Vasanth Sathiyakumar, BA; Rachel V. Thakore, BS; Cesar S. Molina, MD; William T. Obremskey, MD, MMHC, MPH; and Manish K. Sethi, MD
Does Physician Reimbursement Correlate to Risk in Orthopaedic Trauma?
This study investigated whether current Medicare reimbursements for orthopaedic trauma procedures correlate with complications. A total of 18,510 patients representing 33 orthopaedic trauma procedures from 2005 to 2011 were studied. Adverse events and Medicare payments for each orthopaedic trauma procedure were collected. Linear regressions determined correlations between complications and Medicare payments for orthopaedic trauma procedures. A weak correlation between Medicare payments and complications was found for all procedures (r = .399, p = .021). A 1.0% increase in complications was associated with a payment increase of only $100. There were no correlations between complications and reimbursements for upper extremity (p = .878) and lower extremity (p =.713) procedures. A strong correlation (r = .808, p = .015) existed for hip and pelvic fractures, but a 1.1% increase in hip and pelvic complications correlated with only an increase of $100 in reimbursements. This study is the first to show that Medicare payments are not strongly correlated with complications, therefore demonstrating the potential risks of a bundled payment system for orthopaedic trauma surgeons. (Journal of Surgical Orthopaedic Advances 26(1):48–53, 2017)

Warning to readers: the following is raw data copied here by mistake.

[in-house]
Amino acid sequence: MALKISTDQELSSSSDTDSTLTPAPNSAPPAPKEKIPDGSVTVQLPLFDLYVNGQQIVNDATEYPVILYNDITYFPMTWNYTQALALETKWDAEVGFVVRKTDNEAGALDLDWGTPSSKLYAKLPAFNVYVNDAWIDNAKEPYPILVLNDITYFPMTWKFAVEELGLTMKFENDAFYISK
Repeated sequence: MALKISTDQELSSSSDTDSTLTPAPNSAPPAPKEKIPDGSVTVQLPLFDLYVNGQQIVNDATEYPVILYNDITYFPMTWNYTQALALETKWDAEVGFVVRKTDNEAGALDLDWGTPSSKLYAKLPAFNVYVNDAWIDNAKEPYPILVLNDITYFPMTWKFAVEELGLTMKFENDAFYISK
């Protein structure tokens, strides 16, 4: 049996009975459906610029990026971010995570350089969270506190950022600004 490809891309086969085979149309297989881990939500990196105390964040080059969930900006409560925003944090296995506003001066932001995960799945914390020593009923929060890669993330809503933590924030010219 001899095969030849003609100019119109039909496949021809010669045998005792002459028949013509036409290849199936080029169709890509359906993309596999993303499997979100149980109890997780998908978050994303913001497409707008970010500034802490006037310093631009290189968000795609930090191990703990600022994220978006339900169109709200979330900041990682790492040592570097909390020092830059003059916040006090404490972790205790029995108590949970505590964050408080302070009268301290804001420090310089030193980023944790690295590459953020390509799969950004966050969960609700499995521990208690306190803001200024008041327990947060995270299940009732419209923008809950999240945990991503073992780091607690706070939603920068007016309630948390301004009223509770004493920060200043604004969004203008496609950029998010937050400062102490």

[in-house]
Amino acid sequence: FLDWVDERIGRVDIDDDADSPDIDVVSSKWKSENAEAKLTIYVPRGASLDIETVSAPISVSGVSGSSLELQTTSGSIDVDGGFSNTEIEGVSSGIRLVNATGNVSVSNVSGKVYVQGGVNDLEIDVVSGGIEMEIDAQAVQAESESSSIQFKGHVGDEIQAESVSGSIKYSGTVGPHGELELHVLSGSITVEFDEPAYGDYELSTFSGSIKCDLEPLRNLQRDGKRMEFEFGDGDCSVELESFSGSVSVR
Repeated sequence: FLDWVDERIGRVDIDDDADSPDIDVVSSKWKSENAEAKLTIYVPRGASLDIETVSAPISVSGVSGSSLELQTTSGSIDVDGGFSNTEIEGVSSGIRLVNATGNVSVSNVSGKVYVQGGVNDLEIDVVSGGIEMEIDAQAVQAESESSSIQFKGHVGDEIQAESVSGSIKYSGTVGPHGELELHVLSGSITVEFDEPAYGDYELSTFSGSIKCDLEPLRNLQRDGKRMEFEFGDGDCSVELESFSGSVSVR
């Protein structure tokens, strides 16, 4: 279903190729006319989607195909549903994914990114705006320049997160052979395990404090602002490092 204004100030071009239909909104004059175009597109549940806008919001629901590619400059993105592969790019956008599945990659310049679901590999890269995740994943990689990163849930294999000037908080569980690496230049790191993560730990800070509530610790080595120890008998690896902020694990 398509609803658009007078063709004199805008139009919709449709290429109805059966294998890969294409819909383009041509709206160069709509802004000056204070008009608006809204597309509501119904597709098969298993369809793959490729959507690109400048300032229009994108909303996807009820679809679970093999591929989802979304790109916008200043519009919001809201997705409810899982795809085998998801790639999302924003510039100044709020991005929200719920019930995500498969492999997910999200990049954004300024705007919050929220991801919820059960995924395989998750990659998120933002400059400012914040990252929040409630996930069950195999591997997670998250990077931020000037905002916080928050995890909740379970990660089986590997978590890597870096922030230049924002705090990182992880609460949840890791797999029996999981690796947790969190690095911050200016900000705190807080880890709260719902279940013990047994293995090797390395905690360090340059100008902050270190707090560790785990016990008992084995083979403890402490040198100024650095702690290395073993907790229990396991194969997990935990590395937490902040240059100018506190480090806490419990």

Key words: bundled payment, Medicare, reimbursement, risk